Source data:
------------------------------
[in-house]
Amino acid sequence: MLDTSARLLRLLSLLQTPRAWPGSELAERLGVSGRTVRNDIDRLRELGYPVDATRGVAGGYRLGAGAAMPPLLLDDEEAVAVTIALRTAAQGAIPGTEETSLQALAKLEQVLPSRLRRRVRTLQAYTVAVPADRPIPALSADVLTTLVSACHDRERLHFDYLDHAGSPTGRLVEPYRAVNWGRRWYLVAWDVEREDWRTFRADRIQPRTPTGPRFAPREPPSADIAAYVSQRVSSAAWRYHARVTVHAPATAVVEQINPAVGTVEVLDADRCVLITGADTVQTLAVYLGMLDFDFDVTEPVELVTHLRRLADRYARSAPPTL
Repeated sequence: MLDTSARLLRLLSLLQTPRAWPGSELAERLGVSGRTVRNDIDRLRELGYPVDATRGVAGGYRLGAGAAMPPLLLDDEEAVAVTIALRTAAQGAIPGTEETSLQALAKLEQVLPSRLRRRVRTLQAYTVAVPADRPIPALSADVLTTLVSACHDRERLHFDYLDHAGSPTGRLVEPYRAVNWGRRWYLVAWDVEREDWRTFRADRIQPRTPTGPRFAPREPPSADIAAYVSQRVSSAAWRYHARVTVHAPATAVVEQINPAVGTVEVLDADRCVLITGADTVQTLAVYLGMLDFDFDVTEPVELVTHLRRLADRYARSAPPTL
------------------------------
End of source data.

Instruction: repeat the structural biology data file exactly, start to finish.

[in-house]
Amino acid sequence: MLDTSARLLRLLSLLQTPRAWPGSELAERLGVSGRTVRNDIDRLRELGYPVDATRGVAGGYRLGAGAAMPPLLLDDEEAVAVTIALRTAAQGAIPGTEETSLQALAKLEQVLPSRLRRRVRTLQAYTVAVPADRPIPALSADVLTTLVSACHDRERLHFDYLDHAGSPTGRLVEPYRAVNWGRRWYLVAWDVEREDWRTFRADRIQPRTPTGPRFAPREPPSADIAAYVSQRVSSAAWRYHARVTVHAPATAVVEQINPAVGTVEVLDADRCVLITGADTVQTLAVYLGMLDFDFDVTEPVELVTHLRRLADRYARSAPPTL
Repeated sequence: MLDTSARLLRLLSLLQTPRAWPGSELAERLGVSGRTVRNDIDRLRELGYPVDATRGVAGGYRLGAGAAMPPLLLDDEEAVAVTIALRTAAQGAIPGTEETSLQALAKLEQVLPSRLRRRVRTLQAYTVAVPADRPIPALSADVLTTLVSACHDRERLHFDYLDHAGSPTGRLVEPYRAVNWGRRWYLVAWDVEREDWRTFRADRIQPRTPTGPRFAPREPPSADIAAYVSQRVSSAAWRYHARVTVHAPATAVVEQINPAVGTVEVLDADRCVLITGADTVQTLAVYLGMLDFDFDVTEPVELVTHLRRLADRYARSAPPTL